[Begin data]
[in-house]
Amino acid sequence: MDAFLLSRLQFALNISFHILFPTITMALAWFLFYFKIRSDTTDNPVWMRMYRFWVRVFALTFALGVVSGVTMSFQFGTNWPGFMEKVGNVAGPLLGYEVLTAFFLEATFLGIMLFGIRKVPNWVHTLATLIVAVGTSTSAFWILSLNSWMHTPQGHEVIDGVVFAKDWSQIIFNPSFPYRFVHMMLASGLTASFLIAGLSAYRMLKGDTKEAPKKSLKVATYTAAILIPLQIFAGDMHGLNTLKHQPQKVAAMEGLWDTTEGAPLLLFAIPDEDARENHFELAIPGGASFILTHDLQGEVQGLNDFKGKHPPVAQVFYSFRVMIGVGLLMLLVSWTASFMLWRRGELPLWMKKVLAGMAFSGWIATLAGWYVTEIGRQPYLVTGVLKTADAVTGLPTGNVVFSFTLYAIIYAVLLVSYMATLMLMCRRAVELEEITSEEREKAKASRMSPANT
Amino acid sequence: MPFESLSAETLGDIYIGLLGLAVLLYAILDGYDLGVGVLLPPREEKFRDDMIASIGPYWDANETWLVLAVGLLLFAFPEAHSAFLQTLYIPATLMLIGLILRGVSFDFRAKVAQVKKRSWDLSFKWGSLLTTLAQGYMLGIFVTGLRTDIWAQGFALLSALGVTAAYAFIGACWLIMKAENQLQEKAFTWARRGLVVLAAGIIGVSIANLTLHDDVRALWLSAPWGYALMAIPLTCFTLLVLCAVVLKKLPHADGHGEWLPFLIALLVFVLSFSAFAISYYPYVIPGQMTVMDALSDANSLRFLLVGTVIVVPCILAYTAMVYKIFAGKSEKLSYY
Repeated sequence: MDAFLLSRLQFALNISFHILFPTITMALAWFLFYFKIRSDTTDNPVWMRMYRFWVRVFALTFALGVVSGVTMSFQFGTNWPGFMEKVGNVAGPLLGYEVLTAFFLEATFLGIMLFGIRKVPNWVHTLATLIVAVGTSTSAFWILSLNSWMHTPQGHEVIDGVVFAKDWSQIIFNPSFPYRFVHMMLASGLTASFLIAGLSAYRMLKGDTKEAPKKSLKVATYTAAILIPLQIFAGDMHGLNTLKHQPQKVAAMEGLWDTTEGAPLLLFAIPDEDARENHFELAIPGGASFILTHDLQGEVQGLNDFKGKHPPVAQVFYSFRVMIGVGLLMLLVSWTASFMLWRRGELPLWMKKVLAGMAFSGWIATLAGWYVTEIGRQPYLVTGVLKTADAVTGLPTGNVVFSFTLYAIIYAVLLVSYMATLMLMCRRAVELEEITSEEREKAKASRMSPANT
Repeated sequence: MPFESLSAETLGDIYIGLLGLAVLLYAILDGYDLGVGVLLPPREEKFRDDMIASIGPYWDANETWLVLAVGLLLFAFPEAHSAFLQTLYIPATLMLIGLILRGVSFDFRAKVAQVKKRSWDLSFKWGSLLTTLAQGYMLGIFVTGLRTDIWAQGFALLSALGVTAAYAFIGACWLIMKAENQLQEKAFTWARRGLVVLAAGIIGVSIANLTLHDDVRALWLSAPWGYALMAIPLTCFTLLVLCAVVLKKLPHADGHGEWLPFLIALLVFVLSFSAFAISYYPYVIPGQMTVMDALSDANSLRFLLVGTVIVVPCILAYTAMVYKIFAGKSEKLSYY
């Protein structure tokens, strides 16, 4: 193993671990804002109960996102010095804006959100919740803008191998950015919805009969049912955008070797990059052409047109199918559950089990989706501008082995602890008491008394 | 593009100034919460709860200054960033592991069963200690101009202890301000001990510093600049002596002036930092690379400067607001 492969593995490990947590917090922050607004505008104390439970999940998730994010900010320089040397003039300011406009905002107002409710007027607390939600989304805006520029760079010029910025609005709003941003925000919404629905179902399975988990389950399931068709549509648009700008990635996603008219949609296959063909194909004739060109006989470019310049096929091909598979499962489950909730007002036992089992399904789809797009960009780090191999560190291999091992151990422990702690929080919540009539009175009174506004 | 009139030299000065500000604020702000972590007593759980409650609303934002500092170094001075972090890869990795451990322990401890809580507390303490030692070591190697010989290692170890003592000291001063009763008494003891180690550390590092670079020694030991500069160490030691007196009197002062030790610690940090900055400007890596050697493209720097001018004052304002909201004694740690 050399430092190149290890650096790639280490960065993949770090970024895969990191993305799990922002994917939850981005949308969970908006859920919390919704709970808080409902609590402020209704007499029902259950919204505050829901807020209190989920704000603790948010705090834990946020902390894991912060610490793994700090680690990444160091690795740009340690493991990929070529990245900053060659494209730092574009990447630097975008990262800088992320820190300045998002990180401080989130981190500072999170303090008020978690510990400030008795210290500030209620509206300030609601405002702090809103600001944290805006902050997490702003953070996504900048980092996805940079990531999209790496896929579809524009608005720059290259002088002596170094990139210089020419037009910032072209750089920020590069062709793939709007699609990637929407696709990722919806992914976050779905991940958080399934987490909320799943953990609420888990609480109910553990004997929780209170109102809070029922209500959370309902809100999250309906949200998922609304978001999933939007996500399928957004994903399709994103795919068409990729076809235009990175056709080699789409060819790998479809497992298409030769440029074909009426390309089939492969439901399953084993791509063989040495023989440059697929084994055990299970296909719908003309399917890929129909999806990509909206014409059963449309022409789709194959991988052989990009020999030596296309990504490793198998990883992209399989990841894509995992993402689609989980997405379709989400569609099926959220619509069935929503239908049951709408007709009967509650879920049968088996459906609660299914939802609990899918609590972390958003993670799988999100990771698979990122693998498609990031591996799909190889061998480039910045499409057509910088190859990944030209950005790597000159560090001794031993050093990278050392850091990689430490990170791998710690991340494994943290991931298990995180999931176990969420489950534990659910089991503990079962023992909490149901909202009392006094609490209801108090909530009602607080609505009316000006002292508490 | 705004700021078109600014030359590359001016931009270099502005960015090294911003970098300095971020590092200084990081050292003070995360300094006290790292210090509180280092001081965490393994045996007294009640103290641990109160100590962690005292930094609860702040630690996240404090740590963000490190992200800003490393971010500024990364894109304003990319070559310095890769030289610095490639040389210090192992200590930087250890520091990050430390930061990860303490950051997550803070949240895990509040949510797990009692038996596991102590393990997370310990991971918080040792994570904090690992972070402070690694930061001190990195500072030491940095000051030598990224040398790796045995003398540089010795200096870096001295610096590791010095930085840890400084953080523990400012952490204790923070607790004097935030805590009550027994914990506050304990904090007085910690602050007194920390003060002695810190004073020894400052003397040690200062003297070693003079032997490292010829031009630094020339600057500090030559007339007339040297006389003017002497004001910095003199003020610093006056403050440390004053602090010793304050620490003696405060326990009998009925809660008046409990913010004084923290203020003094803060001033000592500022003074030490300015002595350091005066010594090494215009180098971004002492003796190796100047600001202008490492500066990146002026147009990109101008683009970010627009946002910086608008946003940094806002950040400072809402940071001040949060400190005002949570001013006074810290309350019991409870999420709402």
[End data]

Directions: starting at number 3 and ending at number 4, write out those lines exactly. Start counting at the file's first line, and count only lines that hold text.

Amino acid sequence: MPFESLSAETLGDIYIGLLGLAVLLYAILDGYDLGVGVLLPPREEKFRDDMIASIGPYWDANETWLVLAVGLLLFAFPEAHSAFLQTLYIPATLMLIGLILRGVSFDFRAKVAQVKKRSWDLSFKWGSLLTTLAQGYMLGIFVTGLRTDIWAQGFALLSALGVTAAYAFIGACWLIMKAENQLQEKAFTWARRGLVVLAAGIIGVSIANLTLHDDVRALWLSAPWGYALMAIPLTCFTLLVLCAVVLKKLPHADGHGEWLPFLIALLVFVLSFSAFAISYYPYVIPGQMTVMDALSDANSLRFLLVGTVIVVPCILAYTAMVYKIFAGKSEKLSYY
Repeated sequence: MDAFLLSRLQFALNISFHILFPTITMALAWFLFYFKIRSDTTDNPVWMRMYRFWVRVFALTFALGVVSGVTMSFQFGTNWPGFMEKVGNVAGPLLGYEVLTAFFLEATFLGIMLFGIRKVPNWVHTLATLIVAVGTSTSAFWILSLNSWMHTPQGHEVIDGVVFAKDWSQIIFNPSFPYRFVHMMLASGLTASFLIAGLSAYRMLKGDTKEAPKKSLKVATYTAAILIPLQIFAGDMHGLNTLKHQPQKVAAMEGLWDTTEGAPLLLFAIPDEDARENHFELAIPGGASFILTHDLQGEVQGLNDFKGKHPPVAQVFYSFRVMIGVGLLMLLVSWTASFMLWRRGELPLWMKKVLAGMAFSGWIATLAGWYVTEIGRQPYLVTGVLKTADAVTGLPTGNVVFSFTLYAIIYAVLLVSYMATLMLMCRRAVELEEITSEEREKAKASRMSPANT